Barry Jamison, a final year student of Parade’s Class of 1952, and a Senior Partner of Jamison Alliott (the chartered accountancy firm he founded 53 years ago) has died at the age of 86.

News of Barry’s passing on July 4 was conveyed to the Association by his daughter Su Jamison, who also forwarded an extensive series of life stories compiled by Barry some years ago.

“With a family of girls, Dad felt some of his stories fell on deaf ears (but) in reality we loved them,” Su said.

“His face would always light up when talking of Parade and hearing from any of his Old Paradian chums. Dad’s niece by marriage married a not so old Paradian named David Gilbert (1974) and there was an instant bond. They would sing the school song whenever they got together."

Su said that Barry’s old College contemporaries Brian Somers, Laurie Wakeling and Len Smith had all made contact to offer their condolences. “What special friendships! . . . and Parade was the inspiration,” she said.

With Su’s permission, some of Barry’s reminiscences, originally recorded for members of his family, are included in the following tribute.

Barry Robert Jamison was born in the Queen Victoria Hospital on Lonsdale Street in Melbourne on February 26, 1935. Home was initially 32 Barry Street, East Melbourne - the place at which Barry’s parents Robert and Phyllis Jamison had lived from the time of their marriage – and later a little single-fronted semi­detached brick house at 6 Leithead Street, North Brunswick.

Barry attended Kindergarten before moving up to St Margaret Mary’s Primary School. He remembered going to the trenches in the vacant block opposite for drill just in case of a Japanese air raid during the war.

When Barry turned ten, he was part of the school choir taught by Stefan Haag OBE. Stefan was one of the original members of the touring Vienna Mozart Boys Choir stranded in Perth in 1939 at the outset of the war with Germany. Archbishop Mannix arranged for all of the boys to be fostered by Melbourne families. Similar to Barry, they were all educated at Parade. One of them, Walter, became a friend through the Old Paradians’ Association lunches. At one such lunch, the then 80 year-old Walter related the story of how he had cried himself to sleep every night duringthose sad times.

Of those who were part of St Margaret Mary’s entire choir, Barry was selected by Stefan to sing solo at the upcoming Christmas Function. This was ‘Shall We Track Along Together’, a Dutch song which Barry still sang until recently (in Dutch as well!).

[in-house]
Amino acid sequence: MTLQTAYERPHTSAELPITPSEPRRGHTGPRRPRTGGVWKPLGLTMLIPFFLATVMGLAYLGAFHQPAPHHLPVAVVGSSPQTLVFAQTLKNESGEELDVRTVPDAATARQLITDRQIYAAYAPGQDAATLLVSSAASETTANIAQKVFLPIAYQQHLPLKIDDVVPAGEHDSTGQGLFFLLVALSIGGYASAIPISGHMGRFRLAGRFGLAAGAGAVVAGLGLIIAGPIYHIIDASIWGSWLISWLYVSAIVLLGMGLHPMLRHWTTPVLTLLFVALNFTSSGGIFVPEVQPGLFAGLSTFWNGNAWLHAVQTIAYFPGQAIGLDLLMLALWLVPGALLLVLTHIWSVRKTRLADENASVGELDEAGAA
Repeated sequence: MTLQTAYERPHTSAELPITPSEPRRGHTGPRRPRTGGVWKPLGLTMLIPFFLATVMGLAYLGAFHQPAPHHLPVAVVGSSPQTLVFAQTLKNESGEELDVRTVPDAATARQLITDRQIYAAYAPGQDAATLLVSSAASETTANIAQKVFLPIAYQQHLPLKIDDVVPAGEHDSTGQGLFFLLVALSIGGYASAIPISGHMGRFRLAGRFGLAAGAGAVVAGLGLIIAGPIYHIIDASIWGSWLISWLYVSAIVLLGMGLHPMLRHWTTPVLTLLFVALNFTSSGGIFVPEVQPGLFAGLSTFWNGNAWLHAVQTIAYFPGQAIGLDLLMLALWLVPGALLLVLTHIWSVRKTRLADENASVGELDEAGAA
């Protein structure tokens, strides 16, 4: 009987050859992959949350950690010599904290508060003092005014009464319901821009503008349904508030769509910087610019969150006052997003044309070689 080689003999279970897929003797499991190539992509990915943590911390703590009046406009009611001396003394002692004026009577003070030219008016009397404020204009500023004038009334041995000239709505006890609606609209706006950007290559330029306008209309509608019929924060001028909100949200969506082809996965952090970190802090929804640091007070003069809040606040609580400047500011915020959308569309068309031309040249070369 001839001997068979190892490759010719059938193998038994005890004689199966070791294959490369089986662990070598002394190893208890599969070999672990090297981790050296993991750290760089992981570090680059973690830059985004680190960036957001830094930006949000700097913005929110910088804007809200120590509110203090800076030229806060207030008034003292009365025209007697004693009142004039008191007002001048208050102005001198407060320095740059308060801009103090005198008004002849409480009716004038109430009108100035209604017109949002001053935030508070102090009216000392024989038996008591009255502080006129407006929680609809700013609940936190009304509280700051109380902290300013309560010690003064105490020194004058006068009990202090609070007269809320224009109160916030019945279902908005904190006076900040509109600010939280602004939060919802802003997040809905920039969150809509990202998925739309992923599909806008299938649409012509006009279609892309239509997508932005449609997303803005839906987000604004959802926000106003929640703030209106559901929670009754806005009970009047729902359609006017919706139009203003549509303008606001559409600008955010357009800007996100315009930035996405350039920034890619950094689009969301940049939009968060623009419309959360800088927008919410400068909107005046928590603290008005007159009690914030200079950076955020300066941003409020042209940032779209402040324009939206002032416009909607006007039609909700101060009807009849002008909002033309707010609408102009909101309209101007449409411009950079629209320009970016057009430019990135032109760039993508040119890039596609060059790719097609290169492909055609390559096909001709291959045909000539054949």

Barry then became an Altar Boy, and eventually the chief Altar Boy, at St Margaret Mary’s church. When the children received confirmation, he was chosen to take the oath on their behalf that they would not drink alcohol until they were at least twenty-five (a pledge Barry believed most of them broke!).

Barry and several other children were chosen by a Sister of Mercy Nun to sit for a Diocesan Scholarship, by way of a Special Training School at Moonee Ponds called St Kieran’s. St. Kieran’s prepared Catholic children to sit for the Victoria Government Scholarship which provided five years of secondary education.

At 15, Barry met a young boy from St Margaret Mary’s named Barry Saunders who suffered from polio (an infectious disease in epidemic proportions in those times) and was often ferried to school on a wooden bed. Later on, Barry and Laurie would spend time riding their bicycles around the suburb and going to the baths. Barry got sunburnt quite often, and he paid for this in the year 2000 when it was discovered he had a melanoma on his back – a consequence of lying directly in the sun at the Brunswick Baths in his teenage years.

Barry eventually won the Government Scholarship - the only person in his classroom to have earned a scholarship from St Kieran’s - and crossed to CBC Parade. At Parade, he became part of a split class with scholarship boys from St Colman’s in Fitzroy and an additional class comprising younger students progressing though the school under normal circumstance.

To get to Parade, Barry had to walk roughly 400 meters, board the tram at East Brunswick into La Trobe Street, and catch an additional tram from La Trobe Street to Victoria Parade. He remembered Archbishop Mannix’s daily walk from Raheen to St Patrick’s at around morning tea time. The Archbishop, complete with red line coat and top hat, would time his walk along Victoria Parade to talk to the boys waiting at the fence when he passed.

Because Barry lived in a working class area, the school cap seemed a little unusual, so he kept it in his pocket until he got to the school. However, he was caught out by a Prefect on the tram one day, and issued with a penalty of five hundred lines - ‘I must wear my cap to school’. But as Barry had pre-arranged to head out that night, he somehow managed to convince his father into writing the five hundred lines for him – and at a class reunion years later he was the only former student who came armed with his school cap!

In the early years at Parade, Barry was selected to represent the school’s swimming team at Richmond Baths, where he had trained for some time under the watch of Tom Donnet (whose daughter Jenny later became an Olympic diver). At the time, Barry’s father Robert cut material for women’s bathers at the clothing factory where he worked and decided to create white stretch bathers for Barry to wear into competition. Unfortunately, the material had been untried, and as Barry dived in and made his way down the pool, the bathers fell around his ankles much to his embarrassment - and he ended up finishing last in the race.

Barry took on several jobs - one of them splitting wood for a very cheap price, another working for the local grocery store where he would serve behind the counter and deliver to local customers. He developed a secret technique in extracting football cards from breakfast food packages, where one could slip the edge of the card’s cellophane wrapping, remove the appropriate card and replace it with another that one no longer wanted.